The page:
I am in possession of a manuscript (true story) written by someone who used to live in Arizona. The manuscript belonged to someone for many years and was left to me. I am not related to the author, nor were the people who had it for many years. Does it actually belong to me, or could heirs of the author claim ownership? I am pretty sure they do not know about the manuscript.
Answered on: 7/15/13, 10:25 pm by John Mitchell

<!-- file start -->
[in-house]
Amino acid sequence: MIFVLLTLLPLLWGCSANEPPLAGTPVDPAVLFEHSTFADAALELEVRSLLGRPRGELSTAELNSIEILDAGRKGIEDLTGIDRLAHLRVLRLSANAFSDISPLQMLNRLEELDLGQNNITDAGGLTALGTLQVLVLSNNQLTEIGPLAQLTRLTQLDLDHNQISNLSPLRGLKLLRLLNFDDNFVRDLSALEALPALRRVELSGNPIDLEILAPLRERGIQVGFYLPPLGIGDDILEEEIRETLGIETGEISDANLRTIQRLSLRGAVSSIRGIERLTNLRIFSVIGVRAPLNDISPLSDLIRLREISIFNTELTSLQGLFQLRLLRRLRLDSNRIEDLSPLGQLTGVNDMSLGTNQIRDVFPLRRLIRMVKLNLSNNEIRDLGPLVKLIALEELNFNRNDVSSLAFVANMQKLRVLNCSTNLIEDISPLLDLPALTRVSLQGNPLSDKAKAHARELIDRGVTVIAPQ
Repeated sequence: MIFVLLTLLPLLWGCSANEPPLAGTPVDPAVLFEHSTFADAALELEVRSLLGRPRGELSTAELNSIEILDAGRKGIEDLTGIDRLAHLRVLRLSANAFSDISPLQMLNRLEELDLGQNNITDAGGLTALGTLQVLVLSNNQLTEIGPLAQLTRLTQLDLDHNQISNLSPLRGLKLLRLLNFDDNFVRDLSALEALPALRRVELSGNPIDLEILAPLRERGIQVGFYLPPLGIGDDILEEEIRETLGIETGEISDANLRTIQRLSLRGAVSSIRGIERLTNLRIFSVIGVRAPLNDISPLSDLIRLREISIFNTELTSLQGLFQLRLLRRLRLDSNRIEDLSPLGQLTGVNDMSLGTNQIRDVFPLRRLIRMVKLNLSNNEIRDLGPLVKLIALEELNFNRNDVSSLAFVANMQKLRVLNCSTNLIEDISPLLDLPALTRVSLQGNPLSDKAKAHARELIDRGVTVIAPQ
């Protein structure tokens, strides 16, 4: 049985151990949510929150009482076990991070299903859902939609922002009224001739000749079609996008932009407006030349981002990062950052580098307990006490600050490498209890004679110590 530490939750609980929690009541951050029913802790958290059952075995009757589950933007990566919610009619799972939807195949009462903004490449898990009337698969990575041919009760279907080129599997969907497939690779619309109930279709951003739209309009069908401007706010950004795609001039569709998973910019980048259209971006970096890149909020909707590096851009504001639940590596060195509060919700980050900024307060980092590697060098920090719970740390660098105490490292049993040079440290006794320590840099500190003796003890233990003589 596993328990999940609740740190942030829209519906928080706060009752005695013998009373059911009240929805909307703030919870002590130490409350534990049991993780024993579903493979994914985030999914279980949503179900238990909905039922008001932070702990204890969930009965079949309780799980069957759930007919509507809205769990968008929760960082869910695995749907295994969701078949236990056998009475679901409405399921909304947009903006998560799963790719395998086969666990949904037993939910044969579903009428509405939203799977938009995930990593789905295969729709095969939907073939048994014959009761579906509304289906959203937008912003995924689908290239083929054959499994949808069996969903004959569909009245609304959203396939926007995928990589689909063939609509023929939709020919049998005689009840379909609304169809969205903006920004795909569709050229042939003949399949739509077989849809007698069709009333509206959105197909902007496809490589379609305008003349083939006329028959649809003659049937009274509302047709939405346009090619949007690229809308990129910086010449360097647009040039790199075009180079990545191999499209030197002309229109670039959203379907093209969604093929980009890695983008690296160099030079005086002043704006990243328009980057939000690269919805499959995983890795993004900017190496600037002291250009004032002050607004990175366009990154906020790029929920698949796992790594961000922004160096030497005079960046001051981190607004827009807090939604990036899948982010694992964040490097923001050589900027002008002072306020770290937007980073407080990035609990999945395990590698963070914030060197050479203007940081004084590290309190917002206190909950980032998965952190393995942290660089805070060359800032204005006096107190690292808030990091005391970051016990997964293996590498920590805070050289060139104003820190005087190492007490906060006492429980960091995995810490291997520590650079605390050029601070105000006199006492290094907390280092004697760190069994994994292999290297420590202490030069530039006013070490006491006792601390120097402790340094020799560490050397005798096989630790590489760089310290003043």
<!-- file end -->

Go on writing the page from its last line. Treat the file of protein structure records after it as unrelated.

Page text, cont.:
Ownership of the manuscript is distinct from ownership of the copyright in the work contained in the manuscript. 17 U.S.C. § 202. Thus, if you own a lawfully made copy of the manuscript, you are entitled to sell it, lend it, or give it away. 17 U.S.C. § 109(a). But that does not mean you have any of the intangible rights in the work of authorship itself. The heirs of the author -- or whoever the owner of the copyright in the work may be -- owns the exclusive right to reproduce the work into copies (make more copies of the manuscript, for example), to make derivative works (such as to make a movie from it), or perform it publicly (by reading the manuscript in a place open to the public). It would be the same analysis as if you bought a legitimate copy of a best seller at your local bookstore. You own the copy, and can sell it, lend it, rent it, or give it away, but you can't make more copies of it or authorize anyone to make a movie from it.
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